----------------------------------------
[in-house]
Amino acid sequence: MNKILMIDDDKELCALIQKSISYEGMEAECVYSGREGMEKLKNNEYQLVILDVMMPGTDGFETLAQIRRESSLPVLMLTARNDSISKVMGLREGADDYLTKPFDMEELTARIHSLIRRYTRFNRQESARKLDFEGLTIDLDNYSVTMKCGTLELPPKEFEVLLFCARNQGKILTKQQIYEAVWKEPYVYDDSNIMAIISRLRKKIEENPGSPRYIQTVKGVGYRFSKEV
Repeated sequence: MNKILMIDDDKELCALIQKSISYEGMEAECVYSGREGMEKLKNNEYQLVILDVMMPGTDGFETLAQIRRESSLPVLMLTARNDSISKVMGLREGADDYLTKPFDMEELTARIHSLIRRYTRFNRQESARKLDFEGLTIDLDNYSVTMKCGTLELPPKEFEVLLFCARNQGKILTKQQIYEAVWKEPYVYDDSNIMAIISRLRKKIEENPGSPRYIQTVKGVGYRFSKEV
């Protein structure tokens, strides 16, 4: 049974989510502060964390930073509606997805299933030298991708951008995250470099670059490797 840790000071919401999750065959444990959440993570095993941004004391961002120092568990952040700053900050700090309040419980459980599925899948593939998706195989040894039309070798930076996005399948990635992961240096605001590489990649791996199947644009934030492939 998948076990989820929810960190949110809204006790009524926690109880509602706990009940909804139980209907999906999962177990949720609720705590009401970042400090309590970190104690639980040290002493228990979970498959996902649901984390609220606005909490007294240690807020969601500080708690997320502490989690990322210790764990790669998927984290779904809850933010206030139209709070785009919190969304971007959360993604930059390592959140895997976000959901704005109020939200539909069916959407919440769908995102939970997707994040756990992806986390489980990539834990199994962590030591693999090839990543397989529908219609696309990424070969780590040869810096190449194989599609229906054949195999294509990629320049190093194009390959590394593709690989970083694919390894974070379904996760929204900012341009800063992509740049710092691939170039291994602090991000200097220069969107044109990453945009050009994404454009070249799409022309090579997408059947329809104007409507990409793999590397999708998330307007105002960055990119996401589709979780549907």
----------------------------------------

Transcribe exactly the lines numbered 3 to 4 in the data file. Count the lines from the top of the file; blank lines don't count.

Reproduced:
Repeated sequence: MNKILMIDDDKELCALIQKSISYEGMEAECVYSGREGMEKLKNNEYQLVILDVMMPGTDGFETLAQIRRESSLPVLMLTARNDSISKVMGLREGADDYLTKPFDMEELTARIHSLIRRYTRFNRQESARKLDFEGLTIDLDNYSVTMKCGTLELPPKEFEVLLFCARNQGKILTKQQIYEAVWKEPYVYDDSNIMAIISRLRKKIEENPGSPRYIQTVKGVGYRFSKEV
């Protein structure tokens, strides 16, 4: 049974989510502060964390930073509606997805299933030298991708951008995250470099670059490797 840790000071919401999750065959444990959440993570095993941004004391961002120092568990952040700053900050700090309040419980459980599925899948593939998706195989040894039309070798930076996005399948990635992961240096605001590489990649791996199947644009934030492939 998948076990989820929810960190949110809204006790009524926690109880509602706990009940909804139980209907999906999962177990949720609720705590009401970042400090309590970190104690639980040290002493228990979970498959996902649901984390609220606005909490007294240690807020969601500080708690997320502490989690990322210790764990790669998927984290779904809850933010206030139209709070785009919190969304971007959360993604930059390592959140895997976000959901704005109020939200539909069916959407919440769908995102939970997707994040756990992806986390489980990539834990199994962590030591693999090839990543397989529908219609696309990424070969780590040869810096190449194989599609229906054949195999294509990629320049190093194009390959590394593709690989970083694919390894974070379904996760929204900012341009800063992509740049710092691939170039291994602090991000200097220069969107044109990453945009050009994404454009070249799409022309090579997408059947329809104007409507990409793999590397999708998330307007105002960055990119996401589709979780549907």